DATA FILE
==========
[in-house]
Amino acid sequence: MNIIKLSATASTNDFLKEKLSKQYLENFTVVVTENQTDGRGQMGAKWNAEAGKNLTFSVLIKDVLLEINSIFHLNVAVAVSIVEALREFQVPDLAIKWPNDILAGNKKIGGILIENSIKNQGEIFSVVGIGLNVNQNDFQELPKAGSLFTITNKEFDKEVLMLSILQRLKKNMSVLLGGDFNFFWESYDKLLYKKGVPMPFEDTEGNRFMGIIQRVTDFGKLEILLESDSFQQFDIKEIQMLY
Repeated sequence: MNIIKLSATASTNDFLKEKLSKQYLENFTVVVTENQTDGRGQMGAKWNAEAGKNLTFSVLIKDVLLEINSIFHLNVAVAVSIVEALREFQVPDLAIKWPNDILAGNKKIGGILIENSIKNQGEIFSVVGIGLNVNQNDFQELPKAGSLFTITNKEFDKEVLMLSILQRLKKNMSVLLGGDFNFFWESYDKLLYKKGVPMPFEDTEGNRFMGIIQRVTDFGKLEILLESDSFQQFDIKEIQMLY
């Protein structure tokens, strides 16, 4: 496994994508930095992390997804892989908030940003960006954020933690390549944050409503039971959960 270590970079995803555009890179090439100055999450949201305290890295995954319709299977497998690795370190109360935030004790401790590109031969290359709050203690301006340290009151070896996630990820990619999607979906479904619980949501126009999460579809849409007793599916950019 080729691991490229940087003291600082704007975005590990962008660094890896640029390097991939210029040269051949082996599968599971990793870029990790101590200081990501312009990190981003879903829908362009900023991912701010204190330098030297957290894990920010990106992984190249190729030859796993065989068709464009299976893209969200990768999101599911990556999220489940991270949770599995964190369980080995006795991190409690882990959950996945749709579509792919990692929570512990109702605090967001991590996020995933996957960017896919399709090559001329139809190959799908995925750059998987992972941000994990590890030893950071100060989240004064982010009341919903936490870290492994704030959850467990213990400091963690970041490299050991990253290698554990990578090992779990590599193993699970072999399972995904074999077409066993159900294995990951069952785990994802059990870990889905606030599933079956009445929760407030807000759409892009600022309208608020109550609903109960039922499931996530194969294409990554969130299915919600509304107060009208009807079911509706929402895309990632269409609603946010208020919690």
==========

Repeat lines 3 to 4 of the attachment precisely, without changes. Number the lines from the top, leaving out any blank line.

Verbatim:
Repeated sequence: MNIIKLSATASTNDFLKEKLSKQYLENFTVVVTENQTDGRGQMGAKWNAEAGKNLTFSVLIKDVLLEINSIFHLNVAVAVSIVEALREFQVPDLAIKWPNDILAGNKKIGGILIENSIKNQGEIFSVVGIGLNVNQNDFQELPKAGSLFTITNKEFDKEVLMLSILQRLKKNMSVLLGGDFNFFWESYDKLLYKKGVPMPFEDTEGNRFMGIIQRVTDFGKLEILLESDSFQQFDIKEIQMLY
């Protein structure tokens, strides 16, 4: 496994994508930095992390997804892989908030940003960006954020933690390549944050409503039971959960 270590970079995803555009890179090439100055999450949201305290890295995954319709299977497998690795370190109360935030004790401790590109031969290359709050203690301006340290009151070896996630990820990619999607979906479904619980949501126009999460579809849409007793599916950019 080729691991490229940087003291600082704007975005590990962008660094890896640029390097991939210029040269051949082996599968599971990793870029990790101590200081990501312009990190981003879903829908362009900023991912701010204190330098030297957290894990920010990106992984190249190729030859796993065989068709464009299976893209969200990768999101599911990556999220489940991270949770599995964190369980080995006795991190409690882990959950996945749709579509792919990692929570512990109702605090967001991590996020995933996957960017896919399709090559001329139809190959799908995925750059998987992972941000994990590890030893950071100060989240004064982010009341919903936490870290492994704030959850467990213990400091963690970041490299050991990253290698554990990578090992779990590599193993699970072999399972995904074999077409066993159900294995990951069952785990994802059990870990889905606030599933079956009445929760407030807000759409892009600022309208608020109550609903109960039922499931996530194969294409990554969130299915919600509304107060009208009807079911509706929402895309990632269409609603946010208020919690």